Changing Aging Blog
Sign up for Changing Aging News
Last week we announced that legendary journalist Jim Klobuchar would be joining Ecumen’s Changing Aging blog and posting monthly. Jim is an incredible story teller with incisive insights and vast life experiences. He’s epitomizes successful aging and living to the fullest. Welcome to Jim’s first post.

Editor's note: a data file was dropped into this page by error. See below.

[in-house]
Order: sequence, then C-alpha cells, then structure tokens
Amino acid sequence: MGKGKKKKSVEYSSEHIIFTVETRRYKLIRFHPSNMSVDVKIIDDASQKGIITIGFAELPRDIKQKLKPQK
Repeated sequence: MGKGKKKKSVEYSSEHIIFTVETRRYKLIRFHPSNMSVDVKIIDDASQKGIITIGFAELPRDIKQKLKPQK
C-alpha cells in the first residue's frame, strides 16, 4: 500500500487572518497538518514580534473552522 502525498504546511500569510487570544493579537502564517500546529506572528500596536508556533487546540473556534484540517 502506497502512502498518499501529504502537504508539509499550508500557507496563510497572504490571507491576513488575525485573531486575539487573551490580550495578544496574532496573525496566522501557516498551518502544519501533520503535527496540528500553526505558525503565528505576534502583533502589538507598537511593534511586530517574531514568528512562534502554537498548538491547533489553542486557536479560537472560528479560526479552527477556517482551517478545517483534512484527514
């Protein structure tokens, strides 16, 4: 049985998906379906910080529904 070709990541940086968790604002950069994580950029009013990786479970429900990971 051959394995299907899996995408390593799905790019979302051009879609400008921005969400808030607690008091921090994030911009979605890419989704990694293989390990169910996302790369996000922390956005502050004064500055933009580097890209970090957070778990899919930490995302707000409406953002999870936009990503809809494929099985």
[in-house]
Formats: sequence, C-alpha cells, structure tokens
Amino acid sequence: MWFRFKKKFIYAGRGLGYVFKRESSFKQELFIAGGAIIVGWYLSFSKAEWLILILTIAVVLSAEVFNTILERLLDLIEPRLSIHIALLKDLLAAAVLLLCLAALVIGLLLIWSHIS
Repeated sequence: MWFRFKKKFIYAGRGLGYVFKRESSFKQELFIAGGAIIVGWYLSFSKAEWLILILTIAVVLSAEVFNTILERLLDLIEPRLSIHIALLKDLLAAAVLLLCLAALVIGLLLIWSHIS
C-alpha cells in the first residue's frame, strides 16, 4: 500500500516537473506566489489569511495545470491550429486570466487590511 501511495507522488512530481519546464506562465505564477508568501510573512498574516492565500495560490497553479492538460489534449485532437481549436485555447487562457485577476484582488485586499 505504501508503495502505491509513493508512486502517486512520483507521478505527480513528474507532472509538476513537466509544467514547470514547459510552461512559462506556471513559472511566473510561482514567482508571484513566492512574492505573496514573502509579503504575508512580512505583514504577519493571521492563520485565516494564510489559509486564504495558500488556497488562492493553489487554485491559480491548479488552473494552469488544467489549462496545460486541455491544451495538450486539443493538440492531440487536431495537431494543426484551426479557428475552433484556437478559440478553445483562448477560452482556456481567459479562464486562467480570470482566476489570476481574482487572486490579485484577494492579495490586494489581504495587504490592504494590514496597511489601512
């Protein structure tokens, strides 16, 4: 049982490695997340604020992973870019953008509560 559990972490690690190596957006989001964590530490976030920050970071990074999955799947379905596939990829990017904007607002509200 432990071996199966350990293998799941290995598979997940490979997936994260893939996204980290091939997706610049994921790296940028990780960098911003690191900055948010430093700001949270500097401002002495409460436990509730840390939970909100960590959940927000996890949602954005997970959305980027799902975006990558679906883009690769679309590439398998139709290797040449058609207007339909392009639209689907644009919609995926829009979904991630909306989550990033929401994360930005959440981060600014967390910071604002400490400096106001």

He was a boy on a mountain trail, a poor kid with large brown eyes and floppy hair, staring at me where I sat on a great flat-topped boulder high in the Himalayas. He seemed bewildered. But now I remember him as a child who altered a part of my life.I may have been the first westerner he’d seen--an alien creature on a rock, clad in the trekker’s garments of wool cap, expensive down jacket and multipocketed Patagonia pants. In three days my friends and I had hiked down from the base camp of Mt. Everest. We’d camped beside the roiling Dudh Khosi River and, with supper still a half hour away. So I walked up the trail and scrambled to the boulder top to admire the vast Himalayan panorama. and dozed beneath the streamers of sun radiating off the glaciers. I woke to sounds on the trail. A young Sherpa couple was returning from the potato patch they farmed. Neither noticed me. The boy fell behind and for a few moments stood motionless, regarding me. Then slowly he raised his arm and waved.I waved in appreciation. He smiled. I smiled. He scrambled to catch up with his parents, turned at the head of the bridge, and waved. I waved. By now we were friends. His parents, oblivious, crossed the bridge. The boy followed and waved. Because the trail through the rhododendron forest was steep and rose 500 feet to their village home, it switched back five or six times. At each switchback the boy stopped and waved. Some times he had to duck beneath branches. Our mutual arm thrashings became very aggressive and more or less fun. At the top of the slope the mother saw me, noticed her son’s excitement and then said something to him. The boy turned, slowly put his hands and fingerips together beneath his lips and said something. I couldn’t hear, of course. But I knew what he was saying:'Namaste.' In the Himalayas Namaste (Nah-mah-Stay') means in its most lyric sense, 'I praise the God who lives within you.' It’s the most beautiful word I know. It’s the greeting you exchange there. Consider. The God within you. Within me. Something divine dwells there. And if we allow it, if we release our resentments and fears, it can bring us closer together; to better understand each other, to forgive when we are wronged, to cleanse us when we need.I put my fingertips to my lips, turned to the boy a half mile away and said 'Namaste.' And at that moment, the poor boy and I were together, perhaps for the rest of our lives.Jim